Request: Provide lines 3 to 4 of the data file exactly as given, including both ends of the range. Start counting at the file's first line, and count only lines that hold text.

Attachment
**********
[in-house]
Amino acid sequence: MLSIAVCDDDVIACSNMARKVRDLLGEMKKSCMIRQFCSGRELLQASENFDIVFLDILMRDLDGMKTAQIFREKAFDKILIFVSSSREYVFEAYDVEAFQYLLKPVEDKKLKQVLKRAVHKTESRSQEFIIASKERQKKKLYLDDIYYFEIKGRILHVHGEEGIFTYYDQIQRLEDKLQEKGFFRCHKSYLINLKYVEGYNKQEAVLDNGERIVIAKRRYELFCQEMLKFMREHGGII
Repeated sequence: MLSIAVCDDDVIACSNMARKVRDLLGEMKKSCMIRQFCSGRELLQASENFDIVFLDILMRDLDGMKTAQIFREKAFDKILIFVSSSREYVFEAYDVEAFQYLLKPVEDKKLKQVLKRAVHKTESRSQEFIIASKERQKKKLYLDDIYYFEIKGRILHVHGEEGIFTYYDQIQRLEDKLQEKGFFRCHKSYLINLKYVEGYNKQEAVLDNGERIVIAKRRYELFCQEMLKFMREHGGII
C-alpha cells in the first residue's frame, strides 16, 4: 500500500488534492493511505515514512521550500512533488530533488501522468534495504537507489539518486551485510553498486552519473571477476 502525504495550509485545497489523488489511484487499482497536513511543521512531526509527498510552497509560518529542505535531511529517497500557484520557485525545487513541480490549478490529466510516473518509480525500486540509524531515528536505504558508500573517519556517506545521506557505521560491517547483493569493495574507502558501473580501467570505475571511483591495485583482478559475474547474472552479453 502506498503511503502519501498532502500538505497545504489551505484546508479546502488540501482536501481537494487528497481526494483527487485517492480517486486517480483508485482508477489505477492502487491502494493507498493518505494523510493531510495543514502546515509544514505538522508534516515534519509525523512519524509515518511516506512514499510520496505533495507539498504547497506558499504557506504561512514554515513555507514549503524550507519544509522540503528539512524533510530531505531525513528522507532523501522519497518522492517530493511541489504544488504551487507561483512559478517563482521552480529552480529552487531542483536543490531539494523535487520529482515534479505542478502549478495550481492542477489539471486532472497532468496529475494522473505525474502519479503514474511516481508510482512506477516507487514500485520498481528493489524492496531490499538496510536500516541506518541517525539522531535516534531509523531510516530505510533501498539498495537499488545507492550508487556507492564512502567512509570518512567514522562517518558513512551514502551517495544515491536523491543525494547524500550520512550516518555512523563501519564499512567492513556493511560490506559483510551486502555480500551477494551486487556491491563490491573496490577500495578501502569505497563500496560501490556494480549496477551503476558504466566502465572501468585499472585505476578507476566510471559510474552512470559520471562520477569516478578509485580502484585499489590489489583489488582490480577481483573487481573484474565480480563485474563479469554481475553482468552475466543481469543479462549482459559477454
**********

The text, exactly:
Repeated sequence: MLSIAVCDDDVIACSNMARKVRDLLGEMKKSCMIRQFCSGRELLQASENFDIVFLDILMRDLDGMKTAQIFREKAFDKILIFVSSSREYVFEAYDVEAFQYLLKPVEDKKLKQVLKRAVHKTESRSQEFIIASKERQKKKLYLDDIYYFEIKGRILHVHGEEGIFTYYDQIQRLEDKLQEKGFFRCHKSYLINLKYVEGYNKQEAVLDNGERIVIAKRRYELFCQEMLKFMREHGGII
C-alpha cells in the first residue's frame, strides 16, 4: 500500500488534492493511505515514512521550500512533488530533488501522468534495504537507489539518486551485510553498486552519473571477476 502525504495550509485545497489523488489511484487499482497536513511543521512531526509527498510552497509560518529542505535531511529517497500557484520557485525545487513541480490549478490529466510516473518509480525500486540509524531515528536505504558508500573517519556517506545521506557505521560491517547483493569493495574507502558501473580501467570505475571511483591495485583482478559475474547474472552479453 502506498503511503502519501498532502500538505497545504489551505484546508479546502488540501482536501481537494487528497481526494483527487485517492480517486486517480483508485482508477489505477492502487491502494493507498493518505494523510493531510495543514502546515509544514505538522508534516515534519509525523512519524509515518511516506512514499510520496505533495507539498504547497506558499504557506504561512514554515513555507514549503524550507519544509522540503528539512524533510530531505531525513528522507532523501522519497518522492517530493511541489504544488504551487507561483512559478517563482521552480529552480529552487531542483536543490531539494523535487520529482515534479505542478502549478495550481492542477489539471486532472497532468496529475494522473505525474502519479503514474511516481508510482512506477516507487514500485520498481528493489524492496531490499538496510536500516541506518541517525539522531535516534531509523531510516530505510533501498539498495537499488545507492550508487556507492564512502567512509570518512567514522562517518558513512551514502551517495544515491536523491543525494547524500550520512550516518555512523563501519564499512567492513556493511560490506559483510551486502555480500551477494551486487556491491563490491573496490577500495578501502569505497563500496560501490556494480549496477551503476558504466566502465572501468585499472585505476578507476566510471559510474552512470559520471562520477569516478578509485580502484585499489590489489583489488582490480577481483573487481573484474565480480563485474563479469554481475553482468552475466543481469543479462549482459559477454